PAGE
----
It seems like my day is divided into two-hour chunks, each one full of demands and priorities to juggle.
5:00 – 7:00 a.m.
I begrudgingly wake up, pump, get ready for the gym, and head to Next Level. I struggle through the workout, but I am making progress and the people at the gym are great support. Getting a workout in the morning is a huge energy boost for me and helps shape the day in a productive way.
7:00 – 9:00 a.m.
I shower, nurse, coffee, eat something, feed the baby breakfast, play for a minute or two, get myself ready, pack lunch, pack my pump bag, pack my work bag, give baby a million kisses, try not to forget anything, set something out for supper, and commute to Cedar Rapids. I’m not a morning person; this is a very rushed and easily distracted time. I couldn’t do this 2+ hour window every morning without my husband and nanny–they run my house.
9:00 a.m. – 5:00 p.m.
Work, Meetings, Pump, Eat, Restroom, Water, Repeat. I’m very lucky to have an incredibly accommodating job and supportive colleagues that value balancing family demands and trust employees to do their work. I can’t imagine going back to a job that wasn’t as understanding. There are many moms that are in that situation, and I applaud them for juggling an even tougher situation than me. I pray for all moms to have understanding employers, flexibility, and autonomy in their roles.
5:00 – 7:00 p.m.
Leaving work is hard. I want to always get just one more task done, but know that every second I spend there is less time I get to spend with my daughter before I put her to bed. Trying to get out sometime between 4:30 and 5:30 is my goal. Then I hop on 380 (I swear that commute gets longer every single day, between accidents and construction). I get home before six to quickly nurse the baby, play and enjoy some time with her, give her a bath (if we’re lucky), read books, and bed by 7 to 8 o’clock.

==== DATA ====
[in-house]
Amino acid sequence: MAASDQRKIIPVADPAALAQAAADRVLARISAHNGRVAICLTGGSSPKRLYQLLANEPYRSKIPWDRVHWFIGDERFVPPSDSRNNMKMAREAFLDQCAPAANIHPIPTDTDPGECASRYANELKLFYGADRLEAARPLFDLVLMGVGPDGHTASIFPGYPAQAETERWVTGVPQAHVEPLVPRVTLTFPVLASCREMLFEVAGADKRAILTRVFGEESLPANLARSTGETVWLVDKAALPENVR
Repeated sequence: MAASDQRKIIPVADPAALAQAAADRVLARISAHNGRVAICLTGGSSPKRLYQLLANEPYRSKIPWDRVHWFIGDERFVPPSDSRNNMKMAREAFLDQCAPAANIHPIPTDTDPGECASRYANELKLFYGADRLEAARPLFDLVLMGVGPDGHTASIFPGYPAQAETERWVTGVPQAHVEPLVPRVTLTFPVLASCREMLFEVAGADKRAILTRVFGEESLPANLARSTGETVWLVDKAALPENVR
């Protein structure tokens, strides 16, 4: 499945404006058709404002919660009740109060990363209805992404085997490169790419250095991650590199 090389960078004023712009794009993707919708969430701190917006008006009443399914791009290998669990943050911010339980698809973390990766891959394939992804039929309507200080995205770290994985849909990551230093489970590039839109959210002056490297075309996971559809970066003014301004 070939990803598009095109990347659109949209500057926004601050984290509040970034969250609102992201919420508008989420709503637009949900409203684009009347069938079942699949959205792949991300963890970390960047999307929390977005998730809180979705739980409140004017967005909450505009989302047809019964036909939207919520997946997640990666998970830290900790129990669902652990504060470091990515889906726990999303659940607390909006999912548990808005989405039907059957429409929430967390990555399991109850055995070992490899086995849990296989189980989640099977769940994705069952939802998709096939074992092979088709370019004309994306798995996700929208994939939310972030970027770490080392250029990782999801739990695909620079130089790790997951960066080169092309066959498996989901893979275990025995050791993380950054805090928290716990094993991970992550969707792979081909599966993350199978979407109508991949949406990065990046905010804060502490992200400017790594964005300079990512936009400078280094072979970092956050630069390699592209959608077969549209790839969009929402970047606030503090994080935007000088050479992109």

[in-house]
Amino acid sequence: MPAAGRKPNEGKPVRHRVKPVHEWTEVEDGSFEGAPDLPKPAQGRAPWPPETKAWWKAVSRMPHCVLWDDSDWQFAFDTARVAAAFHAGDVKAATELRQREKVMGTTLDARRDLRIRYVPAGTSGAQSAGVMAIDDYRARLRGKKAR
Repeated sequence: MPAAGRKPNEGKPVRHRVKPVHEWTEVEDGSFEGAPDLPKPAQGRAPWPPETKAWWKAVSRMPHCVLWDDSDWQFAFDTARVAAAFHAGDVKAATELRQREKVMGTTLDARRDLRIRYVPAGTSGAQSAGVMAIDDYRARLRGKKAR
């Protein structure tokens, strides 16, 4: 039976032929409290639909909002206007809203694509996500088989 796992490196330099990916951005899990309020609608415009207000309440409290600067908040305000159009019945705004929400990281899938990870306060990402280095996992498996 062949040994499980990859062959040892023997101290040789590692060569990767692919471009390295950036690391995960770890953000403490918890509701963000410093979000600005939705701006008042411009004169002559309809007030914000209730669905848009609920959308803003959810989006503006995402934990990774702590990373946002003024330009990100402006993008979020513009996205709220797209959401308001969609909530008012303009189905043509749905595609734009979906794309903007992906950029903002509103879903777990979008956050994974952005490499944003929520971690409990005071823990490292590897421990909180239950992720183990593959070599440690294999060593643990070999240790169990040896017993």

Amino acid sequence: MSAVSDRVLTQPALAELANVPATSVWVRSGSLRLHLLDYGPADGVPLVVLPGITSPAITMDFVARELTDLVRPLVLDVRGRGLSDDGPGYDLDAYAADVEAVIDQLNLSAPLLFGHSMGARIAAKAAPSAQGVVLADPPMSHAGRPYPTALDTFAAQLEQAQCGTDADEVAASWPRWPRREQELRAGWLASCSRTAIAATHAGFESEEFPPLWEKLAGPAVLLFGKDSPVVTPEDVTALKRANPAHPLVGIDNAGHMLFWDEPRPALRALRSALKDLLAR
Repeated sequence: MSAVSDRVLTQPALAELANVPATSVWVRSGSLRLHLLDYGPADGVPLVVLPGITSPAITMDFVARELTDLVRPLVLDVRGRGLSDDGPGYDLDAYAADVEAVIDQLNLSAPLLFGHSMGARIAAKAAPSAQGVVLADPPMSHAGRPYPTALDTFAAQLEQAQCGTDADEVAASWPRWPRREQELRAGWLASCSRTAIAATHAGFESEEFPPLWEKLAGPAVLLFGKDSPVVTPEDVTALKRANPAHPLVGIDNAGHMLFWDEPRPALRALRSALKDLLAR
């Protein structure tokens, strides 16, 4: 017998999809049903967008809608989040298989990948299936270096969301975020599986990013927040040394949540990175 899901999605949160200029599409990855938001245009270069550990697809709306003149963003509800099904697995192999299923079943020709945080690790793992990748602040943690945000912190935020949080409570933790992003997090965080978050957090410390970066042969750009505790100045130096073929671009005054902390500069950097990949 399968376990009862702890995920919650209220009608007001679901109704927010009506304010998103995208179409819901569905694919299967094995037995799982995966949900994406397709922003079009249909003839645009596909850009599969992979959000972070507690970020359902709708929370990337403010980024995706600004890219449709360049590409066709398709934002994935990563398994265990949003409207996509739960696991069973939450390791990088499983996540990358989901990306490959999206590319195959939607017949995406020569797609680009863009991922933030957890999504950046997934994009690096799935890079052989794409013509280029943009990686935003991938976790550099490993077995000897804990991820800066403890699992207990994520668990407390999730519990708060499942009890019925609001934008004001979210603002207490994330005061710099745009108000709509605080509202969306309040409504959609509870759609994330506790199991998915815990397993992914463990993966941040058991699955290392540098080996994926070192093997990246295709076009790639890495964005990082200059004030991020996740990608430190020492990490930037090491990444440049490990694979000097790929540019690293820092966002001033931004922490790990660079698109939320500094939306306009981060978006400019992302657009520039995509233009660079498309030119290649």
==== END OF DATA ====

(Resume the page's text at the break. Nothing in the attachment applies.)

Her early bedtime is such a limiting factor in terms of getting out of the house, especially when I’m already so crunched on that time-slot. It makes me miss my pre-baby social life. However, I’ll take the sleep over what we went through with the four-month regression. Definitely a trade off.
7:00 – 9:00 p.m.
I honestly have no idea what happens during this time . . . it literally flies by. Once she is down for the night I feel so bad and just want to grab her and snuggle. The above 2-hour window is full of rushing around and I hate that. I tend to rock and cuddle her longer than I probably should, which I know goes against everything you read about “putting the baby to bed drowsy,” but this is literally some of the only time I get to breathe. I love just adoring her sleeping peacefully on me and know this won’t last long.
9:00 – 11:00 p.m.
By this time, my gas tank is pretty empty. It’s typically a last ditch effort to try and get anything done. While I’d love to tackle a project of some sort that’s been lingering, it usually ends up being the usual suspects: laundry, dishes, and put things away, before we literally just pass out in our bed from pure exhaustion.
I wish there was a way to be more intentional with that time and just connect with my spouse.
So that’s pretty much a snapshot of a typical Monday – Friday day for me. What’s so hard is trying to get the day back on track when a wrench has been thrown in it. For instance, today I got in my car to head to work (I was already about 15 minutes behind) and my fuel light came on. I swung in to get gas, got to the interstate and realized all my pump parts were at home, so I had to turn around.
I’m doing the best I can to squeeze all I can out of every 2-hour window I have. Balancing shifting priorities, being flexible, and trying to organize what’s important have been crucial in this transition to back-to-work life. And most importantly, grace from others is much appreciated! (I’m hard enough on myself, just ask my husband).
What do you do that helps make your days smoother? Where do you find or should I say “make” time for things in your life?